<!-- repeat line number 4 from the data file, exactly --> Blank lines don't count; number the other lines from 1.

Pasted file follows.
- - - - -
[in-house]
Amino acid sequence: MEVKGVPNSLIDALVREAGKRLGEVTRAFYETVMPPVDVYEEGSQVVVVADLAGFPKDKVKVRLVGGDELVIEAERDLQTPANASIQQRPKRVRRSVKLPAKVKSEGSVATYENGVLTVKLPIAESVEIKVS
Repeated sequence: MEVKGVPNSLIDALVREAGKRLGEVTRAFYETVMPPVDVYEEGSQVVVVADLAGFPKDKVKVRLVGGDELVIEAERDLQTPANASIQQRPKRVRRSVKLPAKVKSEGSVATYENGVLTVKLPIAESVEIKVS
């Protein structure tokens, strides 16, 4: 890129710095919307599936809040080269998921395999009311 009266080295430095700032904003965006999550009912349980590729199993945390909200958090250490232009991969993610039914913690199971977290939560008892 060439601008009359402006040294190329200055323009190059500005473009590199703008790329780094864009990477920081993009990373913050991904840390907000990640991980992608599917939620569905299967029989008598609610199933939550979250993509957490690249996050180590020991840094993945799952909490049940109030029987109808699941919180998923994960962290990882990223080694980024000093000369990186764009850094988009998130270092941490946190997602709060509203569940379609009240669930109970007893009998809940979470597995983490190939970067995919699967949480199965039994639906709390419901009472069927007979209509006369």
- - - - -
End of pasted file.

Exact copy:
């Protein structure tokens, strides 16, 4: 890129710095919307599936809040080269998921395999009311 009266080295430095700032904003965006999550009912349980590729199993945390909200958090250490232009991969993610039914913690199971977290939560008892 060439601008009359402006040294190329200055323009190059500005473009590199703008790329780094864009990477920081993009990373913050991904840390907000990640991980992608599917939620569905299967029989008598609610199933939550979250993509957490690249996050180590020991840094993945799952909490049940109030029987109808699941919180998923994960962290990882990223080694980024000093000369990186764009850094988009998130270092941490946190997602709060509203569940379609009240669930109970007893009998809940979470597995983490190939970067995919699967949480199965039994639906709390419901009472069927007979209509006369």